About one out of every four (26 percent) of consumers said they are far more likely to spread the word to family, friends and coworkers about a bad experience with a product or service than a good one.
That’s according to a recent survey by Colloquy, a provider of loyalty marketing publishing, education and research.
In a survey of 3,295 U.S. consumers, of those consumers who are most loyal to, engaged with and willing to recommend brands they like, 31 percent said they are far more likely to share information about a bad experience with a product or service than a good one. Among key demographic groups, affluent consumers, at 30 percent, scored highest for saying they’re far more likely to spread a bad experience. Seniors scored the lowest at 19 percent. In the other demographics, 25 percent of young adults and 25 percent of women said they’re far more likely to share a bad experience. Hispanics’ score was 21 percent.
Colloquy experts have adopted a little known term, “madvocates,” as an apt name for consumers predisposed to engage in negative word-of-mouth practices after suffering a bad experience. The corresponding attitude can be called “madvocacy.”
“Negative word of mouth is a function of the bad experience we all may have on occasion,” said Colloquy managing partner Kelly Hlavinka. “Rather than uncover a separate group of brand curmudgeons, we instead discovered an overlap of positive and negative stances found among all groups.
“It’s notable that the madvocacy attitude is significantly more prevalent among word-of-mouth champions (31 percent) than the general population (26 percent), Hlavinka added. “One lesson is clear, hell hath no fury like a champion scorned. Since madvocacy is an attitude that nearly a third of all champions share and are willing to act upon, loyalty marketers must accept their responsibility for the impact their programs can have on generating both positive and negative word of mouth.”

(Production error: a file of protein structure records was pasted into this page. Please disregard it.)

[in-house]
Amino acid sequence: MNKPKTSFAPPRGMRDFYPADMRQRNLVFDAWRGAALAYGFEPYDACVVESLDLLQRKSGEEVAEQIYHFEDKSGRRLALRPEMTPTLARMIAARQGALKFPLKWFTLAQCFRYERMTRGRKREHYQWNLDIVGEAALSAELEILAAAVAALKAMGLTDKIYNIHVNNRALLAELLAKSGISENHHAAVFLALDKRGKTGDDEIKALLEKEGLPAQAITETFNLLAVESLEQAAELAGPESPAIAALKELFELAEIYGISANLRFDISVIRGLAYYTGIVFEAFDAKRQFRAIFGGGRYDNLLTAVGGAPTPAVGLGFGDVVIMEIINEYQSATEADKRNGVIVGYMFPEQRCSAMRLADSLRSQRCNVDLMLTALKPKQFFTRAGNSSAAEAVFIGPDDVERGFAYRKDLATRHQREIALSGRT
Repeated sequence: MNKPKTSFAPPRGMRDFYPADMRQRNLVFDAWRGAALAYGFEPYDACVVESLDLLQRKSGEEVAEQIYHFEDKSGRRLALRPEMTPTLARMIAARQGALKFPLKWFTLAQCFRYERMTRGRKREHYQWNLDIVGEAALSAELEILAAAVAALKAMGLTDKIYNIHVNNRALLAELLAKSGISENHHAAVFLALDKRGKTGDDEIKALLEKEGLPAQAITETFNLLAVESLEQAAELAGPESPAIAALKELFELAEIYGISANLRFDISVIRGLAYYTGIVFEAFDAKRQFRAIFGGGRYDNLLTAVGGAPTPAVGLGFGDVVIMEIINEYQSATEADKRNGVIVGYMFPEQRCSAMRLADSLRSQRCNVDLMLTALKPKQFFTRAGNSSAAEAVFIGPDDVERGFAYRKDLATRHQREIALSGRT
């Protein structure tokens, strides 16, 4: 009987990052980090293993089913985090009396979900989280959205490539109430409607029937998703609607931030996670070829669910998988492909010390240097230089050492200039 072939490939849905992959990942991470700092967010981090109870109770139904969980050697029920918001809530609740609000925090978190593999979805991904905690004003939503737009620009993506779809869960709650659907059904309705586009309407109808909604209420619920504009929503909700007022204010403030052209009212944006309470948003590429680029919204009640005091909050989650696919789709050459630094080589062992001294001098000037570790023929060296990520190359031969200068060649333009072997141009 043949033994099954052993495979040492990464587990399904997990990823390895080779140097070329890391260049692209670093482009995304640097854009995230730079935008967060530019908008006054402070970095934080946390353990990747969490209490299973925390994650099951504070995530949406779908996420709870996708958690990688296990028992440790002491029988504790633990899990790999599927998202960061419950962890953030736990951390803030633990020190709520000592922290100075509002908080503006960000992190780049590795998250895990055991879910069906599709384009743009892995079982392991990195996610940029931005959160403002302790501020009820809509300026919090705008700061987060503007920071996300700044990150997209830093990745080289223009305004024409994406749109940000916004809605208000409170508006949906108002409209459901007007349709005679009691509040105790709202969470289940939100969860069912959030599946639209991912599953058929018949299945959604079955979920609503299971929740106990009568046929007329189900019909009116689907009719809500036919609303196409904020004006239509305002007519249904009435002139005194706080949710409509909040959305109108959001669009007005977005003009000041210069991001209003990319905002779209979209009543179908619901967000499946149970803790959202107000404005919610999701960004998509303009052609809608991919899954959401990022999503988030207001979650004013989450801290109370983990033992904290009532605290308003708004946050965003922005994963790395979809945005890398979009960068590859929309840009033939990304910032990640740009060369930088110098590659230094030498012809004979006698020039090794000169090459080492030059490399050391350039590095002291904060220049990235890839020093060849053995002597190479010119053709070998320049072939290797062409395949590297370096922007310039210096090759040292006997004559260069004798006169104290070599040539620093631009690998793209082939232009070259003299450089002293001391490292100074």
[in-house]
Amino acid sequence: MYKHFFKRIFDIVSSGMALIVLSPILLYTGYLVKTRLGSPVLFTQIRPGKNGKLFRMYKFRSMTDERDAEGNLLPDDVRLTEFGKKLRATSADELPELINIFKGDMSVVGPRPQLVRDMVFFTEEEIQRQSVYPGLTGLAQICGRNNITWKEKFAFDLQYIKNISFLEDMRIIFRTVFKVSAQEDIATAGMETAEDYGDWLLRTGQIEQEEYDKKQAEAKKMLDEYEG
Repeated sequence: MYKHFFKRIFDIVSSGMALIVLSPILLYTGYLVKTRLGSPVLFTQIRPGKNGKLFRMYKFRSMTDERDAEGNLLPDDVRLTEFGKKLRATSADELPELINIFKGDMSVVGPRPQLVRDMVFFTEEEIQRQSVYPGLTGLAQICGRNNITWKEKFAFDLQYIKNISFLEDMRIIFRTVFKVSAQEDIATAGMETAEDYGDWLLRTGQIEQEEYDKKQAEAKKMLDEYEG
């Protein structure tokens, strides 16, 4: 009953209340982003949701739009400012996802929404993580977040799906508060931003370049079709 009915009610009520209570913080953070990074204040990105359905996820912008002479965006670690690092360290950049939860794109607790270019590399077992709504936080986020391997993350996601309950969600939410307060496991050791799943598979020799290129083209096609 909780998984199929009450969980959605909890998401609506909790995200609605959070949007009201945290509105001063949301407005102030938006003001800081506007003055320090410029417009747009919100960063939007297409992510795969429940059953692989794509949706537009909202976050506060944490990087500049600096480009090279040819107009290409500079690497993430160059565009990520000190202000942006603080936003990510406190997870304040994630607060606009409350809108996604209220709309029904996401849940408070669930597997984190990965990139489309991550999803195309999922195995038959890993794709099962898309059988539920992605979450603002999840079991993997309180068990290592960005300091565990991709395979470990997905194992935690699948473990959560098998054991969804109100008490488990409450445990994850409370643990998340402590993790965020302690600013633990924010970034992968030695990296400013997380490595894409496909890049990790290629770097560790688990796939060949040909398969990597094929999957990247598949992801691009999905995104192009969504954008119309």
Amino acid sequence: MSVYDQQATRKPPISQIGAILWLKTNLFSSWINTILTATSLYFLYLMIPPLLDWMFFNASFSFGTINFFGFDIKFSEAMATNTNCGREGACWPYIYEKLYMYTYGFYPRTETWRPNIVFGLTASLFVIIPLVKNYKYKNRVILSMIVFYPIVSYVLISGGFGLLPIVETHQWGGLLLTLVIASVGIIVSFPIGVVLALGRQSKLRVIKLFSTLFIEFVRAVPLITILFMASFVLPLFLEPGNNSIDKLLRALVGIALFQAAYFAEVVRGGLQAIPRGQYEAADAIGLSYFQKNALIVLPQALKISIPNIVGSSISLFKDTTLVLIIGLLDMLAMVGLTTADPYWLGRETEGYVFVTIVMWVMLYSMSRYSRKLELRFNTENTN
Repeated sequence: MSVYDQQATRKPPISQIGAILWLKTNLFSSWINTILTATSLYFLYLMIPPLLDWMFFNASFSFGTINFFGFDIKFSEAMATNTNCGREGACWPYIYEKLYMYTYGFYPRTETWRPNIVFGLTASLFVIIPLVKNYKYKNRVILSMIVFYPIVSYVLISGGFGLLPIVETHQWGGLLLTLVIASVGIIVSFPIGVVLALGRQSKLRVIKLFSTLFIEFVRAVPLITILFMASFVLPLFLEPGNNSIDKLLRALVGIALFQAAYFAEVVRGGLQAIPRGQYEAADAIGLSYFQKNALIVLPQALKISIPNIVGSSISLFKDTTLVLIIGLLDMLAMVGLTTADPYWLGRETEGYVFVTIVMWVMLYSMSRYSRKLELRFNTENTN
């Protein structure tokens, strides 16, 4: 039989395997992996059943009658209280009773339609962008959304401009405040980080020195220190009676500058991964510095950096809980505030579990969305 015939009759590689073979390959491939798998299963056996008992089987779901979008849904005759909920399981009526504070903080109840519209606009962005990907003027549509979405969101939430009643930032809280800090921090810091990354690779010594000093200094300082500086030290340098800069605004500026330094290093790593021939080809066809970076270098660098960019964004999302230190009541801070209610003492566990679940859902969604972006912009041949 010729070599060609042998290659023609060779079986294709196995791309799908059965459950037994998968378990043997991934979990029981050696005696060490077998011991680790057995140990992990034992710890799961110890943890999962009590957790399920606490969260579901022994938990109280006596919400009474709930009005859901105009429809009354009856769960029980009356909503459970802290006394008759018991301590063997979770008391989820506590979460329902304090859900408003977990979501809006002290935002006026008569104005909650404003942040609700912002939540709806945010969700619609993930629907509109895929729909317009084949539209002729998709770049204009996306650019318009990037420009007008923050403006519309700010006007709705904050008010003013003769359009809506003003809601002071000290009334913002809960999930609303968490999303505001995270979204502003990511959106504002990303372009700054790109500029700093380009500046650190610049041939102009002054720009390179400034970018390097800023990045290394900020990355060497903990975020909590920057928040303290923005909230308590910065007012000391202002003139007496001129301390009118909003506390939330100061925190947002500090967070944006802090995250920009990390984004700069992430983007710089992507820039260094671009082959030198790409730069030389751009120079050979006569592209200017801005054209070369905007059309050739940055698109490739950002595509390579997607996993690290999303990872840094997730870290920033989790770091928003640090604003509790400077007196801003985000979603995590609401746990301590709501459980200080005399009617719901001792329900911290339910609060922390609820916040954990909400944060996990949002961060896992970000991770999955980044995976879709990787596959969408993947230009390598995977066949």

Colloquy has published a white paper presenting the complete results of its latest research. The paper will be available free of charge at www.colloquy.com/whitepapers.
Other key madvocacy findings include the following:
- Just 7 percent of the general population are “pure madvocates” – consumers who aren’t connected to brands and aren't willing to advocate for them, but who are oriented to negative WOM.
- 75 percent of the general population said that when they’ve had a bad experience with a product or service, they advise friends and family. That surpasses the 42 percent who said they always recommend a product or service they really like; the 71 percent who said they’re always looking to experience something new; and the 67 percent who said they love telling people about something new they’ve learned.
“Loyalty marketers have already built a great WOM platform, the one provided by their rewards program,” said Colloquy partner Jim Sullivan.
Sullivan provided the following three brand conversation best-practice tips for turning madvocates into advocates:
- Make sure customers not only have an opportunity for a dialogue (not a monologue) with the brand, but with each other. Get the conversations started by asking for opinions and insights, and recognize contributions.
- Involve customers in WOM programs by forming online social sharing communities, panels and co-development platforms. Do your own social media.
- Be innovative and make sure content is relevant, fresh and rewarding. Start by transforming your marketing mindset from “incentive” to “service.” Be sure to nip any service problems in the bud and head off any negative WOM that can quickly go viral from these well-connected customers.